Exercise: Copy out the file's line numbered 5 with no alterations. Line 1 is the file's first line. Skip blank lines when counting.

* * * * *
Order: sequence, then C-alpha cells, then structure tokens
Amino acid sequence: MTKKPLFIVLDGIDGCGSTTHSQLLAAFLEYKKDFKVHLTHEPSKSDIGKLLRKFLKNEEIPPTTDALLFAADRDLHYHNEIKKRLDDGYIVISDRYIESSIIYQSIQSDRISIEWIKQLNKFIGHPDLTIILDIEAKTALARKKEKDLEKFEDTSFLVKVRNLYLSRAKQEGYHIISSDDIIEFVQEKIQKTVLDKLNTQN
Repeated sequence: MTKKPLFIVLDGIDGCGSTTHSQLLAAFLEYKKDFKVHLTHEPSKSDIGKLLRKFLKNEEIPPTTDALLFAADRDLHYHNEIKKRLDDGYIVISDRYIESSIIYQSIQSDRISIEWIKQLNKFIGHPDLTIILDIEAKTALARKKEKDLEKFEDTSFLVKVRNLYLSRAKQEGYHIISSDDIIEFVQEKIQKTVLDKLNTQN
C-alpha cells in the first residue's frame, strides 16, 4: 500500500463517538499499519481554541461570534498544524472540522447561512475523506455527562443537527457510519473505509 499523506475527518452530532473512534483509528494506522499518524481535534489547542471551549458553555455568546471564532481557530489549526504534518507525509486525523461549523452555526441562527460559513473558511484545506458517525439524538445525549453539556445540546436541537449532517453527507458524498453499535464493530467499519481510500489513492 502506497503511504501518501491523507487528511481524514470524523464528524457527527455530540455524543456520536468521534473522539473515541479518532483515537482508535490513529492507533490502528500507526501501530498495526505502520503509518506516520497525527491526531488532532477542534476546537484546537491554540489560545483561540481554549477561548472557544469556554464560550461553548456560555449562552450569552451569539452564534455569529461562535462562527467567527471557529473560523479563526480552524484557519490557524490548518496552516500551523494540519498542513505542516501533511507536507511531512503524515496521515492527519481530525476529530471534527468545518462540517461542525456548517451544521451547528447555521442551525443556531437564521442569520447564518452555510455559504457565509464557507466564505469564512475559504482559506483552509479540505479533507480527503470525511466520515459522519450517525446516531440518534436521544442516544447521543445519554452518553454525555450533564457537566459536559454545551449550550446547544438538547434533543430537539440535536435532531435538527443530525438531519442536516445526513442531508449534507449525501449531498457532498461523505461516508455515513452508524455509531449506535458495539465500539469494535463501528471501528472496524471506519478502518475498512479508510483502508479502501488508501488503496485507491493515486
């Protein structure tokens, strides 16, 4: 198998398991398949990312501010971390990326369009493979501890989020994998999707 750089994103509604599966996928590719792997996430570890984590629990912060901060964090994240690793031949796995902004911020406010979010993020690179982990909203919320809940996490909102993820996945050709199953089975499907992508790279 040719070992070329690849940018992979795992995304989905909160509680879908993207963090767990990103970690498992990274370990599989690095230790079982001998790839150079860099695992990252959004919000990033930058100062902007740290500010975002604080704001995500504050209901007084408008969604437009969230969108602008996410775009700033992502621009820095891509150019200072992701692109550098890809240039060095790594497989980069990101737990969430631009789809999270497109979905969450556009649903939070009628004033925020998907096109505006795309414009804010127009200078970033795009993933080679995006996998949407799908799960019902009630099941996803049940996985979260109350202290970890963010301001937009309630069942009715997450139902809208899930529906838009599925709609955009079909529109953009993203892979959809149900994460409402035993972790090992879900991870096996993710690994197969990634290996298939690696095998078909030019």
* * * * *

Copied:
């Protein structure tokens, strides 16, 4: 198998398991398949990312501010971390990326369009493979501890989020994998999707 750089994103509604599966996928590719792997996430570890984590629990912060901060964090994240690793031949796995902004911020406010979010993020690179982990909203919320809940996490909102993820996945050709199953089975499907992508790279 040719070992070329690849940018992979795992995304989905909160509680879908993207963090767990990103970690498992990274370990599989690095230790079982001998790839150079860099695992990252959004919000990033930058100062902007740290500010975002604080704001995500504050209901007084408008969604437009969230969108602008996410775009700033992502621009820095891509150019200072992701692109550098890809240039060095790594497989980069990101737990969430631009789809999270497109979905969450556009649903939070009628004033925020998907096109505006795309414009804010127009200078970033795009993933080679995006996998949407799908799960019902009630099941996803049940996985979260109350202290970890963010301001937009309630069942009715997450139902809208899930529906838009599925709609955009079909529109953009993203892979959809149900994460409402035993972790090992879900991870096996993710690994197969990634290996298939690696095998078909030019």